Legend and early history

The Ethiopian Orthodox Church is one the oldest officially adopted and still flourishing national churches in the world. Like most of the other ancient churches it seeks to place its origins in apostolic times, a wish that finds ready support in the confusion of the exact meaning of the name Ethiopia where it occurs in the Greek Bible. There the term is either a general label for Africa south of Egypt, or more specifically refers to ancient Nubia, the Kush of the Hebrew text. Thus it is a teaching of the Church today that Christianity was brought to the country by the so-called Ethiopian eunuch, the servant of the Meroitic (i.e., Nubian) Queen Candace, whose meeting with the Apostle Philip is recounted in Acts 8: 26-40. The reported evangelization and subsequent martyrdom of the Apostle Matthew in Ethiopia in the apocryphal Gabra Hawaryat (Ethiopian Acts of the Apostles), a tradition substantiated by the Roman Martyrology, also seeks to place the evangelization of the country in the earliest times. It is indeed not unlikely that small Christian communities existed in the early centuries of the Christian era, especially in the Aksumite capital and in Adulis, the principal sea port on the Red Sea coast, as Aksum's power and prosperity arose from its importance as a trading centre located on the crossroads of both African and Indian Ocean routes heading up the Red Sea to the Eastern Mediterranean. To date, however, no archaeological or other evidence of such probably very small and constantly changing communities has come to light.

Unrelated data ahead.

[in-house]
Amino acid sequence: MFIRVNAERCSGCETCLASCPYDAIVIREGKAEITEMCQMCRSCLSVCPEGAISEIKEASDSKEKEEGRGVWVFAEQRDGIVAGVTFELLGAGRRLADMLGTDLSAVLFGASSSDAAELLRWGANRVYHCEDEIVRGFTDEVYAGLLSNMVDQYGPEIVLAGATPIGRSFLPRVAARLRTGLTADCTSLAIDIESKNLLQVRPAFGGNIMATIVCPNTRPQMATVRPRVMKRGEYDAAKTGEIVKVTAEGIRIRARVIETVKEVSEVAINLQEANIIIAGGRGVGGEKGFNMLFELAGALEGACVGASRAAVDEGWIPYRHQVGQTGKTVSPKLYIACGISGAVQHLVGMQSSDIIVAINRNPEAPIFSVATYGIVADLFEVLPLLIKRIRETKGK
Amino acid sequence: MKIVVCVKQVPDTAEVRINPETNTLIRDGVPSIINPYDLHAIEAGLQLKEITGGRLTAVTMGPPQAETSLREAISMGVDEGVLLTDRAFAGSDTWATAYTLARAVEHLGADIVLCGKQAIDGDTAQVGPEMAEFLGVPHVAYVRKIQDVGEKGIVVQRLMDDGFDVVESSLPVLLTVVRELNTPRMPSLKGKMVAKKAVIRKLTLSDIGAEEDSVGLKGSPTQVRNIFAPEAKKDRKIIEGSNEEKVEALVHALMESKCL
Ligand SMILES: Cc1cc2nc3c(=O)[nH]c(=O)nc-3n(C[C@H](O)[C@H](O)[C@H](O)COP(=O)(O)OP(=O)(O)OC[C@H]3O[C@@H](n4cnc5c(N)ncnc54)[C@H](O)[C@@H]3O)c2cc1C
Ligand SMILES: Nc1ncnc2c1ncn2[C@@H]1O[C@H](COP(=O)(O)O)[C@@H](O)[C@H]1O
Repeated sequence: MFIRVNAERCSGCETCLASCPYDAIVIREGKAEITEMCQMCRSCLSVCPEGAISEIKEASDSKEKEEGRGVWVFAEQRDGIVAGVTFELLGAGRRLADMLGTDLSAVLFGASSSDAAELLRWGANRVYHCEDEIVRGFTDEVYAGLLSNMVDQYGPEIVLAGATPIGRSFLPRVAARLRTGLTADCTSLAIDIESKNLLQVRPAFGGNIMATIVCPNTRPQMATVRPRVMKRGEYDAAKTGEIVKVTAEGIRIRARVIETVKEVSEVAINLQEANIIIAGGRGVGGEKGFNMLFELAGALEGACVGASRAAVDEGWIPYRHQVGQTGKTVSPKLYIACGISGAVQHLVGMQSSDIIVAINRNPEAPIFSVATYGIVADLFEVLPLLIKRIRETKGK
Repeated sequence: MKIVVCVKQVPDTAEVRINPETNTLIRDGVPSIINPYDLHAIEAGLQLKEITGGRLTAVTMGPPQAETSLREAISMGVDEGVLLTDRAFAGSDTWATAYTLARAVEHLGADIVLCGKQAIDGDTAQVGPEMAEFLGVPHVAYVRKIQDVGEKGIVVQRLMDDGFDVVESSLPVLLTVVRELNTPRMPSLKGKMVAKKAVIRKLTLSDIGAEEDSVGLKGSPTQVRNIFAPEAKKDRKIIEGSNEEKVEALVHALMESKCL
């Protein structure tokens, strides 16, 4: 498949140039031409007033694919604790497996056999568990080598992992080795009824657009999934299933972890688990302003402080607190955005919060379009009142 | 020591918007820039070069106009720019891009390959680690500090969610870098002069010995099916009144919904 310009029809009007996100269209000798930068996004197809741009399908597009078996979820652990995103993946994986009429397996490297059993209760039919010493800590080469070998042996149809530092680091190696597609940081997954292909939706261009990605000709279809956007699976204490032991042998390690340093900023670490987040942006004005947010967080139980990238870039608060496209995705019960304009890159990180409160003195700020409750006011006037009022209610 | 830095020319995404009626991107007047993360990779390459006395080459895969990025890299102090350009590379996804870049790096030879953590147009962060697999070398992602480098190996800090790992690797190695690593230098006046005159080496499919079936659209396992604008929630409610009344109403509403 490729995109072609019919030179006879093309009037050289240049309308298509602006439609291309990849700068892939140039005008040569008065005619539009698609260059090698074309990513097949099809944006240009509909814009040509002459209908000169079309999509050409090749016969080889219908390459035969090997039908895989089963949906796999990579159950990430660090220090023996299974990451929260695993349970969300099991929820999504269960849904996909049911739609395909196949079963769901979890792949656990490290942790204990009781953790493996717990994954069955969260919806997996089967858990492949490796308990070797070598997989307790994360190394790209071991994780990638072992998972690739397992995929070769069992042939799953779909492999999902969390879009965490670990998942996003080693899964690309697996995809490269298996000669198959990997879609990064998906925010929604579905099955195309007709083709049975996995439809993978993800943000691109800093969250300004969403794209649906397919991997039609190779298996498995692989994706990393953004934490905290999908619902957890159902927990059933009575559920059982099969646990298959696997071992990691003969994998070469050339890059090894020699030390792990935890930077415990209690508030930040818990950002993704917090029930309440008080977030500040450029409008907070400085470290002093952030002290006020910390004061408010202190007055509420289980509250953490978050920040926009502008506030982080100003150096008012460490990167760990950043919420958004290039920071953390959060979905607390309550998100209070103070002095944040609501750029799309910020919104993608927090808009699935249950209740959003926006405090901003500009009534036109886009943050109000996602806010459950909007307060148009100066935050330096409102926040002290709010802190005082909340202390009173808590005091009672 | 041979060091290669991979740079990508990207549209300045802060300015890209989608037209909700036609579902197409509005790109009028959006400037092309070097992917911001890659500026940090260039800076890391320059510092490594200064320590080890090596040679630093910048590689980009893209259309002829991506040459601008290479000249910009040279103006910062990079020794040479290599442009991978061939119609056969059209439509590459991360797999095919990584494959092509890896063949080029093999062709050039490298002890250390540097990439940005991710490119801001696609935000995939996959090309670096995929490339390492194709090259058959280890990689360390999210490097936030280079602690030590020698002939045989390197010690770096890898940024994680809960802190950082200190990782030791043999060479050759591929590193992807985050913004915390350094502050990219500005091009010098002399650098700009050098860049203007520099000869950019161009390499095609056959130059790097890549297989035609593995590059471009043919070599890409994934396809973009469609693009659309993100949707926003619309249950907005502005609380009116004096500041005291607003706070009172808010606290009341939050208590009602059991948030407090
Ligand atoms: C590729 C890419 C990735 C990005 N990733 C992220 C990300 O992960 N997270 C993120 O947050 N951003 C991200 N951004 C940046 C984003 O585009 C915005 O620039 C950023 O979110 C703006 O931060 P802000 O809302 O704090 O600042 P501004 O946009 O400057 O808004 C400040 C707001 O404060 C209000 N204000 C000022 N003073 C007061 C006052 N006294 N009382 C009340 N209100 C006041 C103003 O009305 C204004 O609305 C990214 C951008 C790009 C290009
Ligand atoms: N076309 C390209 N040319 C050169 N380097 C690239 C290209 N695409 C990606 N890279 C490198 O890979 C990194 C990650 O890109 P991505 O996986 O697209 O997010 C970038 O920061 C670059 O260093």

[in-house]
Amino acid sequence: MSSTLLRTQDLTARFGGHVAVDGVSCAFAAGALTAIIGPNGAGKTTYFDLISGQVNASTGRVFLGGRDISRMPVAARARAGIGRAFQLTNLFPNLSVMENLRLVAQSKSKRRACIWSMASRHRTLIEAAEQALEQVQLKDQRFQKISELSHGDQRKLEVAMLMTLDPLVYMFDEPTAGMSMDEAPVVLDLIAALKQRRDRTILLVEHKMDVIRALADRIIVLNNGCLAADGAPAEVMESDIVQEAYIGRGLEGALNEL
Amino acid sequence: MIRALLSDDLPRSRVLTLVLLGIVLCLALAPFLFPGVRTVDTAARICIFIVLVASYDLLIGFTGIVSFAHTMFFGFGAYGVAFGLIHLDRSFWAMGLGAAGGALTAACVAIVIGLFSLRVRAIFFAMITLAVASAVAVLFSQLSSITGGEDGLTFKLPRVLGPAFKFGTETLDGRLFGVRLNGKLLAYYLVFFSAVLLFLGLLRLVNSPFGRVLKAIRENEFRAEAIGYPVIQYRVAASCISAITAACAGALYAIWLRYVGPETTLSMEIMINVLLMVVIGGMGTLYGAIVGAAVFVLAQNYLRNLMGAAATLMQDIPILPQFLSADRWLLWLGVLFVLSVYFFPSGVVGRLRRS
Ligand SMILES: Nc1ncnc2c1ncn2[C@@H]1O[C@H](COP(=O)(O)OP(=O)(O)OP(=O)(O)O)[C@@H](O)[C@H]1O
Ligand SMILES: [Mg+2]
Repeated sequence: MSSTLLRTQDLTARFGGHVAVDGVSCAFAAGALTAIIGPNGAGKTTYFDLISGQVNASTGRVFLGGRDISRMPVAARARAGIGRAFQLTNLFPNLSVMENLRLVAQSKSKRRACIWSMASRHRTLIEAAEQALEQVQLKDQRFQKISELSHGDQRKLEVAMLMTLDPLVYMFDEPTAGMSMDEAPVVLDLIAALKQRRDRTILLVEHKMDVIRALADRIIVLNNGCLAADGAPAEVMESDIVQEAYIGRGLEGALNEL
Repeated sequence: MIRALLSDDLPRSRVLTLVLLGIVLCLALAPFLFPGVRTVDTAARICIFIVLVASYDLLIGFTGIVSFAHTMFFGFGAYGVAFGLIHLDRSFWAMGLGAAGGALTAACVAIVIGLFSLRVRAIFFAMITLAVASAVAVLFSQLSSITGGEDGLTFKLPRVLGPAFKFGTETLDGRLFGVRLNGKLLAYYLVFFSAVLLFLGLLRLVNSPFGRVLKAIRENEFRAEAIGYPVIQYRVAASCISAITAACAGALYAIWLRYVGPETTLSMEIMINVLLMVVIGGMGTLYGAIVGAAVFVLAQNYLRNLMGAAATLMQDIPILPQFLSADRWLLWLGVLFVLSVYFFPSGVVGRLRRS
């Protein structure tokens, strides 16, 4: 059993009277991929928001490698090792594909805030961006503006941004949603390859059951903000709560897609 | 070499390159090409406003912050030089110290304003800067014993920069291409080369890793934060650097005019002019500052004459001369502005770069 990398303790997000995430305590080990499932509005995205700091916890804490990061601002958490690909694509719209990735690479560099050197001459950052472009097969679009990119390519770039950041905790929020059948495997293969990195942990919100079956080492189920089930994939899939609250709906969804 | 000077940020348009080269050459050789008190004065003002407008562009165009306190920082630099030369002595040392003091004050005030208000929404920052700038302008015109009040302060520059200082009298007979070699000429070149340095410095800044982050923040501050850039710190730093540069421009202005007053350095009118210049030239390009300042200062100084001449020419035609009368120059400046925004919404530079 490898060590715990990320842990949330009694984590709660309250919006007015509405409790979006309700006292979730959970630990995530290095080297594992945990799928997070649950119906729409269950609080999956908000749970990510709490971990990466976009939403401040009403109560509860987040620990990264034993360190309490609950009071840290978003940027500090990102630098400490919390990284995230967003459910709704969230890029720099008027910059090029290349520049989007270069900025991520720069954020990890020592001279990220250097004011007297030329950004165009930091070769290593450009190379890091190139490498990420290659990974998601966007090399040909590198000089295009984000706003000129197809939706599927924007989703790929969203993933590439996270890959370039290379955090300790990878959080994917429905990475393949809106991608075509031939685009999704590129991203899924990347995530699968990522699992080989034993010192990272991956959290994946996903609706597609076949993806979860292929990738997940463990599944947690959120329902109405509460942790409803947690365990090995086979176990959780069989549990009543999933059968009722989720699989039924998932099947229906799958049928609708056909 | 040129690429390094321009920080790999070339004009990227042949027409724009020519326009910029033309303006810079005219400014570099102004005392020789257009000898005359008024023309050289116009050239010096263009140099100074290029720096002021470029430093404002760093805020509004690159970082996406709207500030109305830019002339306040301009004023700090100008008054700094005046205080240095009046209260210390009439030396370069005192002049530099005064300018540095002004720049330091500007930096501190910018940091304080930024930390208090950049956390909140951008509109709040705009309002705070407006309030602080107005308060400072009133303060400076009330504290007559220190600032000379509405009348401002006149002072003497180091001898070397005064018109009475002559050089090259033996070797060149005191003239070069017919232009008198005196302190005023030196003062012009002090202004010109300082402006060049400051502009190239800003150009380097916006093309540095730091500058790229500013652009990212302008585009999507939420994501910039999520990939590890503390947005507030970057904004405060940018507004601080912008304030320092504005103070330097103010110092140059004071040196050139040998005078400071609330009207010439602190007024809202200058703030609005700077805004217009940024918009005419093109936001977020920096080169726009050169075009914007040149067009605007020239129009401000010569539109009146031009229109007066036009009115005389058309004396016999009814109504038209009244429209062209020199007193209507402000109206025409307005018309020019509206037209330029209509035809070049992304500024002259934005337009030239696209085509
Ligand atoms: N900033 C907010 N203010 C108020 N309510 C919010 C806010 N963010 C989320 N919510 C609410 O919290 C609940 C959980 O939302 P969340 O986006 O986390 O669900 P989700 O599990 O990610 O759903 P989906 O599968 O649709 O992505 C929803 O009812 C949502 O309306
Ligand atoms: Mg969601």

It is only in the fourth century that we can be sure of the presence of the Christian Church in Ethiopia, with the official adoption of Christianity as the religion of the royal court, mostly probably in 333 during the patriarchate of Athanasius of Alexandria. The story of the conversion of the country is recounted first by Rufinus of Tyre (c.345-410), who had the story from Aedesius, one of the protagonists. Frumentius and his brother Aedesius, both native Christians from Tyre, were shipwrecked on the Red Sea coast. The two boys were taken as slaves to the royal court, and Frumentius became tutor to the king's son and Aedesius his cup-bearer. As members of the royal household and close companions to the royal family they were in an excellent position to teach the Christian faith, and a small community soon developed. Rufinus also mentions that 'Roman merchants who were Christians' were given increasing influence under Fru-mentius' tutelage. Upon the succession of their erstwhile student and companion, Aedesius returned to Tyre, but Frumentius went to Alexandria to seek a bishop for the growing Ethiopian community. Athanasius made him Bishop of Ethiopia and he returned to be the first in a long line of bishops appointed by the See of Alexandria. (See Munro-Hay 1997: 59-60 for the full account.) Versions of this story are repeated by other early writers, such as Theodoret of Cyrrhus and John of Nikiu, and it is also recounted in the Ethiopian Sankasar (Synaxarium). Archaeological support for the story is to be found in a most graphic way in the change of design on Aksumite coins from the pagan sun and crescent moon symbol to the cross, and the use in royal inscriptions of dedicatory phrases to the 'Lord of Heaven and Earth', replacing the old pagan dedications to the triad of gods, Mahram, Baher and Madr. The choice of the term 'Lord of Heaven and Earth', and the absence of any overt mention of Christ, is probably not without significance.